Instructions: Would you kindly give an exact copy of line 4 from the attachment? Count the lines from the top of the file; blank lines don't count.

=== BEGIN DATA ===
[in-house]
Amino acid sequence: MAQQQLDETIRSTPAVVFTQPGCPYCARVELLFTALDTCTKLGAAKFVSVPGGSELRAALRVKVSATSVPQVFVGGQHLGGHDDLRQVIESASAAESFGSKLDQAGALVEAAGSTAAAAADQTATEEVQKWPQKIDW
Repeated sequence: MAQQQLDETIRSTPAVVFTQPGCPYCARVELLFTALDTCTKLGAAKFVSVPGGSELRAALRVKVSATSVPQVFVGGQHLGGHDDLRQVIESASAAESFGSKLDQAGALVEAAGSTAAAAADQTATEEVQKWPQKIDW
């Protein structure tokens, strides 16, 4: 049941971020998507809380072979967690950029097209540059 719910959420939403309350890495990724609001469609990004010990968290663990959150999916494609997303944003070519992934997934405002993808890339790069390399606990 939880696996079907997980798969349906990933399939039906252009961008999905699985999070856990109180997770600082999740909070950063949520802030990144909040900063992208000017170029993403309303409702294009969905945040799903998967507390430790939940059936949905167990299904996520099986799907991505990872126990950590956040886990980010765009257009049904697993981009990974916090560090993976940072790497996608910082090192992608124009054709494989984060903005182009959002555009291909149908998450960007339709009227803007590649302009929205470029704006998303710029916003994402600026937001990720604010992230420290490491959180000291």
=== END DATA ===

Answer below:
């Protein structure tokens, strides 16, 4: 049941971020998507809380072979967690950029097209540059 719910959420939403309350890495990724609001469609990004010990968290663990959150999916494609997303944003070519992934997934405002993808890339790069390399606990 939880696996079907997980798969349906990933399939039906252009961008999905699985999070856990109180997770600082999740909070950063949520802030990144909040900063992208000017170029993403309303409702294009969905945040799903998967507390430790939940059936949905167990299904996520099986799907991505990872126990950590956040886990980010765009257009049904697993981009990974916090560090993976940072790497996608910082090192992608124009054709494989984060903005182009959002555009291909149908998450960007339709009227803007590649302009929205470029704006998303710029916003994402600026937001990720604010992230420290490491959180000291």